Mark Tughan is the Founder and Managing Director of The Glee, one of the UK’s most successful independent comedy clubs. The club already brings the best of comedy, music and special events to four cities across the UK; Birmingham, Cardiff, Nottingham and Oxford. Mark prides the club for it’s enviable list of headliners, including Michael McIntyre and Lee Evans. Now in their third decade of business, Mark and the team will be opening their first Scottish venue in Glasgow 2019.
1. You were quite young when you opened your first club in Birmingham. What experience did you have going into the business, and what hard lessons did you learn about it in your first few years?
Very little to be honest. Pint pulling at university and dish washing during holidays, however my first two jobs were as an analyst in the city so I was starting to get a good grounding in business and finance. Saying that, it’s different when it’s for real and it’s your own money, and that of your investors being spent, and potentially lost …
In terms of hard lessons that I’ve learnt, number one would be that business plans sometimes turn out to be works of fiction and hope! Number two – that it’s not as easy as it looks. Third and finally that there’s actually a really fine line between completely wrong and really quite right!
2. What do you look for when recruiting talent for your gigs?
Obviously, stage presence – a certain potential star quality. But mainly just solid and original material, and the ability to deliver it in both easy and challenging circumstances.
3. To date, you have 4 successful comedy clubs under your belt. What is it about your venues that make them such a success?
The show comes first. Nail that, for both the comic/artist and the audience, and the rest follows. A comic once gave me the compliment “you make it almost impossible for us to die”. What that means is we have put in place all the ingredients that we have control over – now it’s up to him or her to deliver. By all the ingredients, this means a lovely venue that is well run, nice staff, a settled in audience who really want to listen and enjoy, and then some anticipation. Your reputation really helps here – people come wanting and expecting to laugh.
4. You’re due to open your first Scottish venue in Glasgow in 2019. Why did you choose Glasgow over the Scottish capital of Edinburgh?
It’s not that we wouldn’t consider Edinburgh but Glasgow is such an amazing opportunity for The Glee. I think what tilted is was the way my music promoter’s eyes lit up at the news. We’re a music venue as well as a comedy venue and he thinks there’s a great music scene in Glasgow that suits the music we promote.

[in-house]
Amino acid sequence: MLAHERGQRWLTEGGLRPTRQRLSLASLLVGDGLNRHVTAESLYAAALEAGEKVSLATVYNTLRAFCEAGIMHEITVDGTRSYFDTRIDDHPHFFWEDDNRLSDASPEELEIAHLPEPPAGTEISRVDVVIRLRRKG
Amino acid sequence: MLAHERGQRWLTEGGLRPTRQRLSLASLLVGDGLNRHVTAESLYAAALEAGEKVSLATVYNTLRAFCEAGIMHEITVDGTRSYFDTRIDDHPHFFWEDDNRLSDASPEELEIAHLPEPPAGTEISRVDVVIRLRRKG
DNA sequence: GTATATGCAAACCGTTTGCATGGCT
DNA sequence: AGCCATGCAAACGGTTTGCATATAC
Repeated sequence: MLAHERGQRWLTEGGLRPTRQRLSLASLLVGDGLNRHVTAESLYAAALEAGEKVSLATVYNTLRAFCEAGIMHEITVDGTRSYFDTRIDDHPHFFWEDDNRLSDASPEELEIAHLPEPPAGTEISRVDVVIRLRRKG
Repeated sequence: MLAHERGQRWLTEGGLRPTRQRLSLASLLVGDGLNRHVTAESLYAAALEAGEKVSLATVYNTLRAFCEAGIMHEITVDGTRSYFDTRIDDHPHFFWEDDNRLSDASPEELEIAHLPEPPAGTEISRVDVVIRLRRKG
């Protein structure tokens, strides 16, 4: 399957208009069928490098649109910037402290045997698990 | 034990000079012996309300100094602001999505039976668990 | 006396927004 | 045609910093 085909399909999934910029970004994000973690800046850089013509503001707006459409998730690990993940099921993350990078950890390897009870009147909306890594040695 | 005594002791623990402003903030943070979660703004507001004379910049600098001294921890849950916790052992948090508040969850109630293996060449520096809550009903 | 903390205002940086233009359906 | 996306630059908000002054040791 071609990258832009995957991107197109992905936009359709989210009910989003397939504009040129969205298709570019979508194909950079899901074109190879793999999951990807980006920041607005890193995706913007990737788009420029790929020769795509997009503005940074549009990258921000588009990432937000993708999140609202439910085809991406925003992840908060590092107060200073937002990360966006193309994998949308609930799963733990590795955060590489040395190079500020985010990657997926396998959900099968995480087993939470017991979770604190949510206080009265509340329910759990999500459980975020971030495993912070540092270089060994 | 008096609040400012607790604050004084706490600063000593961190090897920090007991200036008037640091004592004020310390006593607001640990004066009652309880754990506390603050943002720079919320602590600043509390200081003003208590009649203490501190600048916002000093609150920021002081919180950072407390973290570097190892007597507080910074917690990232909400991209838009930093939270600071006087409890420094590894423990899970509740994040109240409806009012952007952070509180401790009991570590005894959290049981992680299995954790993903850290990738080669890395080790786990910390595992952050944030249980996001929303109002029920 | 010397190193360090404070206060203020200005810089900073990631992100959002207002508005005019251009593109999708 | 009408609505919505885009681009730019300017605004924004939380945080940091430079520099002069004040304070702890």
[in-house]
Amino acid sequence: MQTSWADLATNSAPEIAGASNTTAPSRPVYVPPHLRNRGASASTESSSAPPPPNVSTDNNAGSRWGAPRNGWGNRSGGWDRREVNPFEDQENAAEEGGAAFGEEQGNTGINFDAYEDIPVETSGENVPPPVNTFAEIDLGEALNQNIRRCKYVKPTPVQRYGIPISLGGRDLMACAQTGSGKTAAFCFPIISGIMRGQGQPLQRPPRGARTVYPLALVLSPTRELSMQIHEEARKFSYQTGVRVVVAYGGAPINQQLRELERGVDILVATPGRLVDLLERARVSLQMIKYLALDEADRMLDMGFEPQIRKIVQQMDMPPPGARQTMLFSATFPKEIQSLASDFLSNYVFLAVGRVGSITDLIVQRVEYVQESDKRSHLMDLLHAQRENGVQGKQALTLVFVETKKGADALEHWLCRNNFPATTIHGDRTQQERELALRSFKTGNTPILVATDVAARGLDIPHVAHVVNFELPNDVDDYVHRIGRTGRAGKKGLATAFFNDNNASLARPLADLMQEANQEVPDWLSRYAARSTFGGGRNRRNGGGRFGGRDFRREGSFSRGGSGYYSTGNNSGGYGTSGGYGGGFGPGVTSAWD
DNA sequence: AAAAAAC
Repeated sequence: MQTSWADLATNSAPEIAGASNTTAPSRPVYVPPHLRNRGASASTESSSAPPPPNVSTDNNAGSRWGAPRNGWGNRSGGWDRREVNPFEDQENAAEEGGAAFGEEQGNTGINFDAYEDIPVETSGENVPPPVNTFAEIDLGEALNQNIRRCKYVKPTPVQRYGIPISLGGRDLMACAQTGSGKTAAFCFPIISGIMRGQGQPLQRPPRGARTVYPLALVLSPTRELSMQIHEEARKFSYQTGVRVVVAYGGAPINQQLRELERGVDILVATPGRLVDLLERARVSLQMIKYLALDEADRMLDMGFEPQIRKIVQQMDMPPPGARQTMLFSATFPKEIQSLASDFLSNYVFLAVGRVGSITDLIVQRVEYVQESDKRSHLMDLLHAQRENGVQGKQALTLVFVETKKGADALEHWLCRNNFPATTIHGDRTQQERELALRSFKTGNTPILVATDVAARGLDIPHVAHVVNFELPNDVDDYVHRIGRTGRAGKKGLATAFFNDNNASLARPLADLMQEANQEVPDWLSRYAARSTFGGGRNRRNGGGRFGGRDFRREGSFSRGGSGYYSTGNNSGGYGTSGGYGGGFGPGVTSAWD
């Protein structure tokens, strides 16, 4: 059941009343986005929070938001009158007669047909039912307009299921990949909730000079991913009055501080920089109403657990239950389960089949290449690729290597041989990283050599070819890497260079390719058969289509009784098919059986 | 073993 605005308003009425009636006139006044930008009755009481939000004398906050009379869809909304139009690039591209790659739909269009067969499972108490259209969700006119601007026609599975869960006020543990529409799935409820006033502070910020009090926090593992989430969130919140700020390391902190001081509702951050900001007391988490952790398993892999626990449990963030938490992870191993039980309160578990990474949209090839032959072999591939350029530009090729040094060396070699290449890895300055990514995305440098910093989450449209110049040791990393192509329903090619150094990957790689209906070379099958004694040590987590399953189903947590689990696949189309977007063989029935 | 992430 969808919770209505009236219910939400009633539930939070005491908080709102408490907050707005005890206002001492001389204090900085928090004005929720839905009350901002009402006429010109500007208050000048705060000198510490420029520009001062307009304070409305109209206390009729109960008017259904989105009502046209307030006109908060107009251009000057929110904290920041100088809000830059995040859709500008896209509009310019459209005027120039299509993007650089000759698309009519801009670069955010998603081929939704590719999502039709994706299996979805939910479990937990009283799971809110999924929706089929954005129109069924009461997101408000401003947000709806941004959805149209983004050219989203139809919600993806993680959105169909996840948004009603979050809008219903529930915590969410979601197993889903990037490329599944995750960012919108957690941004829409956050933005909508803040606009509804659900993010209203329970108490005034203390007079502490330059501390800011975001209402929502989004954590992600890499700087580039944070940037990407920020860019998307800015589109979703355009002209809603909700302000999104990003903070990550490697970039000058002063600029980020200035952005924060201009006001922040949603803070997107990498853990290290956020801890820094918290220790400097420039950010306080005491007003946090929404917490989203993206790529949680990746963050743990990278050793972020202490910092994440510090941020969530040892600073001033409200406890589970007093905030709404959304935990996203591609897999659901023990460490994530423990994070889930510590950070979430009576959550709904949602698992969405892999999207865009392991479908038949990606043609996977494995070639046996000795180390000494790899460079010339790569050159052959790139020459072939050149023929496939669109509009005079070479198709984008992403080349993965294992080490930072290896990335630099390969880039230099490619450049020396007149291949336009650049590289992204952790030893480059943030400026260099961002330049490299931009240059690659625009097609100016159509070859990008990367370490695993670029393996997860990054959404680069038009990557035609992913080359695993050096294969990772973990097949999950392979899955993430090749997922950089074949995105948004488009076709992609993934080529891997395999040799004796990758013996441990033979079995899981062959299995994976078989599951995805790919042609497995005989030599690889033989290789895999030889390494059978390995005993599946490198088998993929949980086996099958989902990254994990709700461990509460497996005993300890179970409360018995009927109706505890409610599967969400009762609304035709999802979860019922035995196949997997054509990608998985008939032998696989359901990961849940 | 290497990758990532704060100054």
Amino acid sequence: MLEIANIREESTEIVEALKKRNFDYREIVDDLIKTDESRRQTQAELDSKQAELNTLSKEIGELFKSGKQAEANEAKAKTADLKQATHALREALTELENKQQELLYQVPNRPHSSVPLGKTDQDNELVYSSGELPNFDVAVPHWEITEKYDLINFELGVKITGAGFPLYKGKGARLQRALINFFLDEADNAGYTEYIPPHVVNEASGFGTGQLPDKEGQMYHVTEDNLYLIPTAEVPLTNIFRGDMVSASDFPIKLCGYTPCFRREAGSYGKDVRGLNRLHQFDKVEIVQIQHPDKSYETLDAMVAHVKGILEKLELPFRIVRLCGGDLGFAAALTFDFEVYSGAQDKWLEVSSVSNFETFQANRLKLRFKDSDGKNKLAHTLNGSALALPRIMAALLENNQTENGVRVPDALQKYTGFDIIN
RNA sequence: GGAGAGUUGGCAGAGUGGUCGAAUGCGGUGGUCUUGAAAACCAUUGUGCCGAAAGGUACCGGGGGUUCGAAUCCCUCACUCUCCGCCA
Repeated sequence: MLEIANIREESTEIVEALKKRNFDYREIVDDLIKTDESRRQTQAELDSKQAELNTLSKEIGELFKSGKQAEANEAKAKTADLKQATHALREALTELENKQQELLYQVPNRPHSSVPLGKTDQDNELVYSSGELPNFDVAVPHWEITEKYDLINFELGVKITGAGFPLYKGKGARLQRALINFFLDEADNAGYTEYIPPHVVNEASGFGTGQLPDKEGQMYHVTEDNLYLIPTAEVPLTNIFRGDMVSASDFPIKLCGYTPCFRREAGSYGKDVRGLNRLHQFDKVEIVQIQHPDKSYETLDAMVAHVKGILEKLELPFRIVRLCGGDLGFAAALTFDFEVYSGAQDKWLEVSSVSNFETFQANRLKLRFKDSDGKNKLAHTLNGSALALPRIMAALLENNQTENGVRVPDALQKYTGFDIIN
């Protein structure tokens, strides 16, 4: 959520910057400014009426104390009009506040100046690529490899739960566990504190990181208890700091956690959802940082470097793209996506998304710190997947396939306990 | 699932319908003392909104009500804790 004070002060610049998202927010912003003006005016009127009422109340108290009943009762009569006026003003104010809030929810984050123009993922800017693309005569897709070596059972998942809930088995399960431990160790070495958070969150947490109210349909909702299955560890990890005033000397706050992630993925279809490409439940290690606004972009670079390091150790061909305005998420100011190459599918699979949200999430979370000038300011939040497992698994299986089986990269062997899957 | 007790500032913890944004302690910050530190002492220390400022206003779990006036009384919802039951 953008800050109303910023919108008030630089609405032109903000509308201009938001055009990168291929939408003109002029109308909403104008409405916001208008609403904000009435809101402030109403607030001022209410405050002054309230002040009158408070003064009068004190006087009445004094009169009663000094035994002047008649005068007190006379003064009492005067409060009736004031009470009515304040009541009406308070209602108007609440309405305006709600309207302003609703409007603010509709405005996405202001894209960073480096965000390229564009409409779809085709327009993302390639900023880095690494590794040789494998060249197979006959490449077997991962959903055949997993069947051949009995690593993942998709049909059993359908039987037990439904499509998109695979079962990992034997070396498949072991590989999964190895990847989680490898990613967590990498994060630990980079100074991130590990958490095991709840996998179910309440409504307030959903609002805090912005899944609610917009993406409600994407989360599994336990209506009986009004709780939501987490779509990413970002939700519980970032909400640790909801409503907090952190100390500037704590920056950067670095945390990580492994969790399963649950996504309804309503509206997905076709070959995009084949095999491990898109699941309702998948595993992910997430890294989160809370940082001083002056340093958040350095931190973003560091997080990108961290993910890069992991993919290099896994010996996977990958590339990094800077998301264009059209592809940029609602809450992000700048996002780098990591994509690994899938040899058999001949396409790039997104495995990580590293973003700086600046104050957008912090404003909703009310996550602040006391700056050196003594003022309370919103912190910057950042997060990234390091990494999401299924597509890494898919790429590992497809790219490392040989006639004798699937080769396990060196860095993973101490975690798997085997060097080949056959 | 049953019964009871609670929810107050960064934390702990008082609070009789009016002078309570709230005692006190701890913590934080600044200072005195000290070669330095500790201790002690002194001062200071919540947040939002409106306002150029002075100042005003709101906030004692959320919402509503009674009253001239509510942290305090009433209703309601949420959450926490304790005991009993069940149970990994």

5. Do you have a favourite act that performed at Glee? What was it?
It’s probably a bit wrong to name names, but we’ve had some really special “work in progress” shows where Michael McIntyre has been trying new material. Same with Rhod Gilbert. We were Lee Evan’s choice of smaller venue to work up all his arena tours over many years. And we’ve just this year has several shows where Glasgow’s own Kevin Bridges tried out his 2018/19 tour material. He always comes to us to try stuff out.
And just for fun …
6. What is the funniest joke you know by heart?
Jimmy Carr once did a put down of a heckler at the glee in Birmingham, on New Year’s eve of all nights – it was brutal and perfect but sadly un-publishable!
7. What’s the weirdest thing a guest has done at your house?
An electrician fell through the ceiling once. He was alright, thankfully!
8. If someone asked to be your apprentice and learn all that you know, what would you teach them?
Patience. Just be patient. There is very rarely a silver bullet, or simple winning formula. Just work on being better and getting better, all the time and on all the key fronts. Also be prepared to hire people better than you.
9. What’s the weirdest thing that has happened to you while working at your job?
It’s got to be the Fatwa (a ruling on a point of Islamic law given by a recognised authority). We’d booked the obsurdist Dutch comedian Hans Teeuwen who, away from the stage, is a vocal campaigner for free speech. One day, a “to whom it may concern” email arrived in my inbox containing a demand that the show be cancelled. Attached was a Fatwa, in PDF! A petition was promised, as was a demonstration. Needless to say there was a series of actions swiftly taken, very much in consultation with the police and his management. The show went ahead. Nobody turned up to demonstrate. The show was inoffensive and amusing and the Fatwa turned out to be a re-hashed one from years ago.
Although weeks like this are stressful and you have to drop everything and enter crisis mode, it’s times like this that make you realise what’s so good about having your own business. It’s rarely dull!
10. If you had to perform your own comedy sketch, what topic would you choose to make fun of?
Vacuous celebrities. The Apprentice. I think the sudden glut of true crime TV shows is also ripe for satire. I’m not a performer myself but I think Mitchell and Webb (should they re-form) could do this brilliantly!
To book tickets for shows at the The Glee, head to their website
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